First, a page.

Campbell, C. (1998) Surface acoustic wave devices for mobile and wireless communications, Academic Press, San Diego.Google Scholar
  12. 12.
    Camilli, A., and Bassler, B. L. (2006) Bacterial small-molecule signaling pathways, Science 311, 1113–1116.PubMedCrossRefGoogle Scholar
  13. 13.
    Rumbaugh, K. P. (2007) Convergence of hormones and autoinducers at the host/pathogen interface, Anal Bioanal Chem 387, 425–435.PubMedCrossRefGoogle Scholar
  14. 14.
    Rumbaugh, K. P., Diggle, S. P., Watters, C. M., Ross-Gillespie, A., Griffin, A. S., and West, S. A. (2009) Quorum sensing and the social evolution of bacterial virulence, Curr Biol 19, 341–345.PubMedCrossRefGoogle Scholar
  15. 15.
    Rumbaugh, K. P., Griswold, J. A., and Hamood, A. N. (2000) The role of quorum sensing in the in vivo virulence of Pseudomonas aeruginosa, Microbes Infect 2, 1721–1731.PubMedCrossRefGoogle Scholar
  16. 16.
    Rumbaugh, K. P., Griswold, J. A., Iglewski, B. H., and Hamood, A. N. (1999) Contribution of quorum sensing to the virulence of Pseudomonas aeruginosa in burn wound infections, Infect Immun 67, 5854–5862.PubMedGoogle Scholar
  17. 17.
    Edmonson, P. J., and Campbell, C. K. (1992) SAW-based carrier recovery without phase ambiguity for 915 MHz BPSK wireless digital communications, in IEEE Ultrasonics Symposium, pp 241–244, Tucson, AZ.Google Scholar
  18. 18.
    Auld, B. A. (1990) Acoustic fields and waves in solids, 2nd ed., R.E. Krieger, Malabar, FL.Google Scholar
  19. 19.
    Corso, C. D., Dickherber, A., and Hunt, W. D. (2007) Lateral field excitation of thickness shear mode waves in a thin film ZnO solidly mounted resonator, J Appl Phys 101, 54514–54511.CrossRefGoogle Scholar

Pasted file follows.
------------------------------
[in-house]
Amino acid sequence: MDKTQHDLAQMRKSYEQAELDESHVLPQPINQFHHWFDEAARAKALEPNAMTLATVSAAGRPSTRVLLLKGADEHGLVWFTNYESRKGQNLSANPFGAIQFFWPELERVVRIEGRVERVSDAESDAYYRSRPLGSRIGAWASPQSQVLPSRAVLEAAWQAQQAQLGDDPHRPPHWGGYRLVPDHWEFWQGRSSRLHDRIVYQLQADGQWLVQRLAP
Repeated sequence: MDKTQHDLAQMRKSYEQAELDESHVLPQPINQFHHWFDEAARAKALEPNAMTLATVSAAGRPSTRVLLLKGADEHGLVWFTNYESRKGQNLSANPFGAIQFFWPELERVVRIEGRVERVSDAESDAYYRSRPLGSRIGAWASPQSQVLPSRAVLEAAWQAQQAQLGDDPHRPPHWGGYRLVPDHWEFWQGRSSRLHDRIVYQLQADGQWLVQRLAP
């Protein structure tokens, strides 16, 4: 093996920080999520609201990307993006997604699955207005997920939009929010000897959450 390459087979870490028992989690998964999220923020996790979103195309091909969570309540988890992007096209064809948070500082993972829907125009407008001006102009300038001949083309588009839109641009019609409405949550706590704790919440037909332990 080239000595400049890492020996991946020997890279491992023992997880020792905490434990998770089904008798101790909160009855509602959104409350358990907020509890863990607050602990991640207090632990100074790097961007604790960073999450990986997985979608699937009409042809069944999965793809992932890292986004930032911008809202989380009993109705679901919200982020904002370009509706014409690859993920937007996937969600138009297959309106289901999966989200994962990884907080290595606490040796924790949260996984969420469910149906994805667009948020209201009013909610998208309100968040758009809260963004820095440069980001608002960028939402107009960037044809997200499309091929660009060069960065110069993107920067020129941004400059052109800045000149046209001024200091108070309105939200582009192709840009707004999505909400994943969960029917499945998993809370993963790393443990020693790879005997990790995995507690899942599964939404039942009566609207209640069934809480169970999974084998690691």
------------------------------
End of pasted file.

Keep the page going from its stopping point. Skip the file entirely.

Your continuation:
20. 20.
    Edmonson, P. J., Hunt, W. D., Corso, C. D., Dickherber, A., and Csete, M. E. An acoustic wave sensor assembly utilizing a multi-element structure, United States Patent Application No.11/822045 filed July 2, 2007.Google Scholar
  21. 21.
    Corso, C. D., Dickherber, A., and Hunt, W. D. (2008) An investigation of antibody immobilization methods employing organosilanes on planar ZnO surfaces for biosensor applications, Biosens Bioelectron 24, 811–817.PubMedCrossRefGoogle Scholar
  22. 22.
    Corso, C. D., Dickherber, A., Hunt, W. D., and Edmonson, P. J. (2008) Passive sensor networks based on multi-element ladder filter structures, pp 538–541, IEEE, Piscataway, NJ, USA.Google Scholar
  23. 23.
    Edmonson, P. J., and Hunt, W. D. Sensing systems utilizing acoustic wave devices, US Patent No. US 7,608,978 B2, issued October 27, 2009.Google Scholar
  24. 24.
    Edmonson, P. J., Campbell, C. K., and Hunt, W. D. A surface acoustic wave sensor or identification device with biosensing capability, United States Patent No. 7,053,524 B2 issued May 30, 2006.Google Scholar
  25. 25.
    Mok, K. C., Wingreen, N. S., and Bassler, B. L. (2003) Vibrio harveyi quorum sensing: a coincidence detector for two autoinducers controls gene expression, EMBO J 22, 870–881.PubMedCrossRefGoogle Scholar
  26. 26.
    Cameron, D. J., and Erlanger, B. F. (1977) Evidence for multispecificity of antibody molecules, Nature 268, 763–765.PubMedCrossRefGoogle Scholar
  27. 27.
    Surette, M. G., Miller, M. B., and Bassler, B. L. (1999) Quorum sensing in Escherichia coli, Salmonella typhimurium, and Vibrio harveyi: a new family of genes responsible for autoinducer production, Proc Natl Acad Sci USA 96, 1639–1644.PubMedCrossRefGoogle Scholar

Copyright information

© Springer Science+Business Media, LLC 2011

Authors and Affiliations

  1. 1.Zen Sensing LLC.DecaturUSA

Personalised recommendations